Risk #5: Prior Medical Conditions
Overall, anesthesia risks for pets are low. In a multi-institutional British study, healthy dogs were found to be at .05% risk for death during anesthesia. The mortality rates for healthy cats were at 0.1%, while sick cats and dogs have a mortality rate of 1.3%
According to Kushner, anesthesia should be reconsidered if the risks of giving your pet anesthesia outweighs the benefit your pet will get from the procedure, and if your pet has heart, airway, tracheal or pulmonary disease or needs any type of longer procedure or surgery, she recommends seeking out a specialty practice with an anesthesiologist on staff.
“If your pet has heart failure, the first thing is to get it under control before anesthesia. The heart isn’t pumping adequately, so you have to treat that first and then you can do the procedure,” she said.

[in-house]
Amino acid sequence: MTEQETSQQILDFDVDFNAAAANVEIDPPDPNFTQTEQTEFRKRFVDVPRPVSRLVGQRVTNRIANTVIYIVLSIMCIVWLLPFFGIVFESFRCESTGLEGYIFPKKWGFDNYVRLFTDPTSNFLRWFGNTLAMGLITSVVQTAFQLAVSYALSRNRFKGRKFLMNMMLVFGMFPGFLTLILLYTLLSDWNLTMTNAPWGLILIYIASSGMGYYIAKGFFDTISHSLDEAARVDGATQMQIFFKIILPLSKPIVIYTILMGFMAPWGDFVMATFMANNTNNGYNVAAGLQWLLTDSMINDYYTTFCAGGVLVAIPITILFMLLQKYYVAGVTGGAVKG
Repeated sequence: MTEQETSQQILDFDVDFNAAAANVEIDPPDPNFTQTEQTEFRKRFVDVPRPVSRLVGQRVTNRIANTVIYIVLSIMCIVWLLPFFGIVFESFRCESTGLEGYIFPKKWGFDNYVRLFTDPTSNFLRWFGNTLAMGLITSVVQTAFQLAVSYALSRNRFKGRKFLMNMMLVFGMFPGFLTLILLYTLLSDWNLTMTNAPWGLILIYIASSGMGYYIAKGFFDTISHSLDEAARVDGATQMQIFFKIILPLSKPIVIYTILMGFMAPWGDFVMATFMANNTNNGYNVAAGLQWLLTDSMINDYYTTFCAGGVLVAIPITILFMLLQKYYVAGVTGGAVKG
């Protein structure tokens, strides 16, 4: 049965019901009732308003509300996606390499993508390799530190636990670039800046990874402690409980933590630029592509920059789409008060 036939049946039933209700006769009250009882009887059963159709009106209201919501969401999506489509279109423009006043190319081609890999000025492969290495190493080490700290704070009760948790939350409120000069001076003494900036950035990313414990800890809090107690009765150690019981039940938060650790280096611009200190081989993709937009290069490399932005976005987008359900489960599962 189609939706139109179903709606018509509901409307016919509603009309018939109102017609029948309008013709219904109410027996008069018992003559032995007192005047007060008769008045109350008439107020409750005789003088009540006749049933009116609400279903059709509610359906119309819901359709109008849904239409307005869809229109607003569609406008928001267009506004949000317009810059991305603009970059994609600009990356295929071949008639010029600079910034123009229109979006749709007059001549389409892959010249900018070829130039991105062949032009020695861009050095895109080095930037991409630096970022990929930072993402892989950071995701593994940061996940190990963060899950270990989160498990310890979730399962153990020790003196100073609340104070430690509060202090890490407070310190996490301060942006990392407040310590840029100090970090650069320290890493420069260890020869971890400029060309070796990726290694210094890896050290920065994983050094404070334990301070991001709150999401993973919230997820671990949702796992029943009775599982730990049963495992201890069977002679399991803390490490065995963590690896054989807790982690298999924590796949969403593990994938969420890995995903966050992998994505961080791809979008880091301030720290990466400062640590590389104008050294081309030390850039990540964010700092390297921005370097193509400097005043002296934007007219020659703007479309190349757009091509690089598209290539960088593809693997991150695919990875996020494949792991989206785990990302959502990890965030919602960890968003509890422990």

Other preexisting medical conditions that can make anesthesia more risky include liver or kidney disease, unregulated diabetes, myopathy (especially in cats, in which cardiomyopathy is a common heart disease) and dehydration, Kushner said. It’s important to discuss your pet’s age, medical history and severity of any preexisting diseases or conditions with your vet before any procedure.
“It’s important to get a full health profile and a baseline of blood work done before surgery. It doesn’t necessarily affect the outcome of anesthesia, but it gives an idea of any underlying problems,” Kushner said.